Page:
Square, Inc's credit card reader for the iPhone and iPod touch has been getting lots of attention since their site was launched last year, and for good reason. It's still being beta-tested, but when it becomes publicly available, the reader has the potential to allow anyone to accept payment via credit card right from their iPhone. I can see it being used at farmer's markets, garage sales, small businesses; just about everywhere.
I've personally been able to play with the system and it's just as cool as it sounds; plug a little block into your headphone jack, load up the app, and you're ready to accept payment by card. Unfortunately the unit I played with was having some trouble, but Kevin Rose got together with the guys at Square to record a full demo of the unit. Check it out below!
Aliph announced a brand new version of the Jawbone today called the Jawbone ICON. The new headset features an improved version of Aliph's Noise Assassin technology, comes in several different styles and colors, and costs $100. It also has a cool feature called MyApps which lets you customize a button to call 411, perform voice-to-SMS, or even listen and post to Facebook and Twitter. The headset can also read things like caller-ID and battery life to you. To top it off, your iPhone will display the headset's battery life right next to the iPhone's battery life, just like Apple's short-lived bluetooth headset.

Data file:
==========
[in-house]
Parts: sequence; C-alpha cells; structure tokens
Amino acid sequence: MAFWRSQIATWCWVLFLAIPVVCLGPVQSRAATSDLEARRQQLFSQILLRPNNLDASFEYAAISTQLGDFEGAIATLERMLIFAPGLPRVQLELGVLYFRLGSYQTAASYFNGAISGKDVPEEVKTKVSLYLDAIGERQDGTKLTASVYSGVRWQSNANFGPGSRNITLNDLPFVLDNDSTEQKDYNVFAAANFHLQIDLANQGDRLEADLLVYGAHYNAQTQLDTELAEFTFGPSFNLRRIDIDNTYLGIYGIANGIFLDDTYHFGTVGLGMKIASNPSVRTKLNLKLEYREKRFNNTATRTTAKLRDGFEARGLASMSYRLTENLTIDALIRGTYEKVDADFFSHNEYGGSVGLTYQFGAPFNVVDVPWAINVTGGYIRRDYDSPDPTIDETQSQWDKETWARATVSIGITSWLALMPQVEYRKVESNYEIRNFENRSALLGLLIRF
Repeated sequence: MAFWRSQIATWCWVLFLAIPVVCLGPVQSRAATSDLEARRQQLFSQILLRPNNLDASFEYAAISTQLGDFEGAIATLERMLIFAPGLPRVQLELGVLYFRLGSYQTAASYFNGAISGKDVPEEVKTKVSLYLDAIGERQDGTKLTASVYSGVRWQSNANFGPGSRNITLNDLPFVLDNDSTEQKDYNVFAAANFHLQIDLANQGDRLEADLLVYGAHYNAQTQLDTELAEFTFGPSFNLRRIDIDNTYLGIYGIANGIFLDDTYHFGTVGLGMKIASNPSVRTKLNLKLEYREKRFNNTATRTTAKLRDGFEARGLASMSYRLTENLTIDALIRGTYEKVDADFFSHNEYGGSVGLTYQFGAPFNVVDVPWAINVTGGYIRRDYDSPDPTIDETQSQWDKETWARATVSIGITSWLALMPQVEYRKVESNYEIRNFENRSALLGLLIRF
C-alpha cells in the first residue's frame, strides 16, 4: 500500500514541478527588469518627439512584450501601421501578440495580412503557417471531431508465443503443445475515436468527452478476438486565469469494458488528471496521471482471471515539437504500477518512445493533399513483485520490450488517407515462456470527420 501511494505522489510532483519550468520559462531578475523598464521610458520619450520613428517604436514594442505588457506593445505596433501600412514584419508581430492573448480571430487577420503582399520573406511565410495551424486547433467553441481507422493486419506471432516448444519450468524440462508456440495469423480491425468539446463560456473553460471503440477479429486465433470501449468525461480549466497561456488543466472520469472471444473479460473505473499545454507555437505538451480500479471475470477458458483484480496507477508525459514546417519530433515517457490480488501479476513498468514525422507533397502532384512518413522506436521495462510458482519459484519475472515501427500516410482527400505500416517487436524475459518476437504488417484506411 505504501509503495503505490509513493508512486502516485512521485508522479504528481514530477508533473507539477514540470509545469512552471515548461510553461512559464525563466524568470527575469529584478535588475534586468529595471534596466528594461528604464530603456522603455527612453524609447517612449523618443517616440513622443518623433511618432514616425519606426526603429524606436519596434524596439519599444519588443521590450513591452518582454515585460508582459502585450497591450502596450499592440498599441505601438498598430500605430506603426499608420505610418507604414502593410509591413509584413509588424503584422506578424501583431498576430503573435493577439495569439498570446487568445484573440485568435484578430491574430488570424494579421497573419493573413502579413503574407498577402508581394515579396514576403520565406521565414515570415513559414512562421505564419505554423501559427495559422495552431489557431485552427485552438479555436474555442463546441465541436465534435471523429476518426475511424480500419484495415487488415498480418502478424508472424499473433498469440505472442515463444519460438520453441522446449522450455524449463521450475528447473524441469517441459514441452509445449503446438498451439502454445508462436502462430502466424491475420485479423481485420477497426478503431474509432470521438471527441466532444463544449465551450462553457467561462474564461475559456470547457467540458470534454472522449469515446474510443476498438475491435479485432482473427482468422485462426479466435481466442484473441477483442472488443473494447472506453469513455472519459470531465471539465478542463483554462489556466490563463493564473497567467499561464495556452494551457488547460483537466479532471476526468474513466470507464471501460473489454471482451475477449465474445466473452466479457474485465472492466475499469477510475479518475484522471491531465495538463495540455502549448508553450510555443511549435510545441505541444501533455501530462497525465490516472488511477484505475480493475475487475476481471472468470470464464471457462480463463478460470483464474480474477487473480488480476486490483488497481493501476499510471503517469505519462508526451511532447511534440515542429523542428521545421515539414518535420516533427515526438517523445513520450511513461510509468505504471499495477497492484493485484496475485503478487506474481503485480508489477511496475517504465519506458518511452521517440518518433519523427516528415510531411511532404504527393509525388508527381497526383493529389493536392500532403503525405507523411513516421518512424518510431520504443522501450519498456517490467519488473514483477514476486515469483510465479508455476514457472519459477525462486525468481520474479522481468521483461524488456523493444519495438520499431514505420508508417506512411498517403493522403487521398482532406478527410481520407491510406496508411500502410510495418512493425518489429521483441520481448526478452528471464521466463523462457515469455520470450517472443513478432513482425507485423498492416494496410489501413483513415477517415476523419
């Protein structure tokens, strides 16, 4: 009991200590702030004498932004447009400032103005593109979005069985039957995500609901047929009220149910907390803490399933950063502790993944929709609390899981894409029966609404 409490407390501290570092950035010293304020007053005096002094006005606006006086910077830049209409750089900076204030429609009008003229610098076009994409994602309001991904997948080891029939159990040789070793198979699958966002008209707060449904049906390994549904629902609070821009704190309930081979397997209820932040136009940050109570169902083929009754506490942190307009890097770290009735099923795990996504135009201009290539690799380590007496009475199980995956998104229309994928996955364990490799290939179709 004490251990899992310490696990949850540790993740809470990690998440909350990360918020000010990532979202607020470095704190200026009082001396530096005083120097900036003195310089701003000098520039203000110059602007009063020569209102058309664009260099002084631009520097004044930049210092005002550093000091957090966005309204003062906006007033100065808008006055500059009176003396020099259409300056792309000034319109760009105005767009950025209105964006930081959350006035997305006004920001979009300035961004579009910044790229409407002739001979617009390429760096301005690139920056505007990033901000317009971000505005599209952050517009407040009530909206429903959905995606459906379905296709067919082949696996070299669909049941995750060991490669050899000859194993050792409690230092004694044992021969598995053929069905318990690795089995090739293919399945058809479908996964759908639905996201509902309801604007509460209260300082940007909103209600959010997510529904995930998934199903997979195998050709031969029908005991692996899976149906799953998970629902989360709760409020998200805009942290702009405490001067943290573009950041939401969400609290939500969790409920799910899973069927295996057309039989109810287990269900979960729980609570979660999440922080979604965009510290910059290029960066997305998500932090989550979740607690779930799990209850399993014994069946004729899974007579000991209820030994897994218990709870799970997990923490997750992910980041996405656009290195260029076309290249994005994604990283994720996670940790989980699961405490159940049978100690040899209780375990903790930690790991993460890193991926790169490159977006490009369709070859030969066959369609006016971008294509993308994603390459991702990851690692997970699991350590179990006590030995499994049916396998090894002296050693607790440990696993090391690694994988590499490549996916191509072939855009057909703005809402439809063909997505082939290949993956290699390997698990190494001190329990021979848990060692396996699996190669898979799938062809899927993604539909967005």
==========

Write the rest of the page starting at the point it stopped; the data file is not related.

It'll show up in Apple Stores soon, but you can get a look now at the Jawbone site.
CES 2010 may have ended on Sunday, but we're still finding lots of cool products from the expo. One of my favorite items shown this year is RCA's Airnergy Charger; a device that collects energy from ambient Wi-Fi signals and turns it into DC power. It can also store the energy in its internal battery for use later, but if you're looking to charge up at a Wi-Fi hotspot, it shouldn't take too long. According to RCA, they were able to fully recharge a BlackBerry from 30% in about 90 minutes. That's not fast, but it's not slow either!
Photos and videos follow after the break!